• Rene

    Why would the brain, the master organ of the body that conducts thousands of tasks, be the ONLY organ in the human body free from disease or dysfunction? Why would the brain be the only organ to NEVER malfunction? Other brain diseases exist (Parkinsons, Multiple Schlerosis, Alzheimers, Epilepsy, etc.,) Why wouldn’t the thought processing mechanism fail or dysfunction or the mood mechanism fail or dysfunction? Why are we even still asking this question? Just because we don’t know the process or the mechanisms that fail with psychotic disorders or mood or thought disorders doesn’t mean they don’t exist…

  • superflychic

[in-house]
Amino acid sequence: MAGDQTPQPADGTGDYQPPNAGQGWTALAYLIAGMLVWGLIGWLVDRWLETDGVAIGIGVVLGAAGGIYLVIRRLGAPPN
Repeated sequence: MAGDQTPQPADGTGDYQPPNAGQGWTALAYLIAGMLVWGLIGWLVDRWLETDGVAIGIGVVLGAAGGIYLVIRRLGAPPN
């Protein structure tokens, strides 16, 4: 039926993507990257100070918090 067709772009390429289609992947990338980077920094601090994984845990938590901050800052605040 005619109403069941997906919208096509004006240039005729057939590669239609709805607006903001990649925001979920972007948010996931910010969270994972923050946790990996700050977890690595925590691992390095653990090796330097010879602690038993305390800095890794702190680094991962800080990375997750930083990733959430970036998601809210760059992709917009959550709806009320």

I have been struggling with a stigma of my mental illness all my life. (chronic depression). I’ve been ashamed of it. Both my parents were mentally not well, but being from the 1920 and 1930′s generation, they’d never seek help..to them, it was always something else wrong, like diet or exercise..which has some validity to it. my dad stay in the hospital several times due to heart trouble and surgery, they referred him to a Psychiatrist every time and he’d laugh, and very mad at them for suggesting he’s mentally messed up. He suffers from severe anxiety and major depression. I Know because of me seeking mental help and diagnosed with it by all kinds of drs. He is very angry person and negative to the inth degree. I cannot go off meds, tried to many times with no positive results..i get so sick and so angry all the time. So no one can tell me depression isn’t a real. You just have to experience it on order to understand.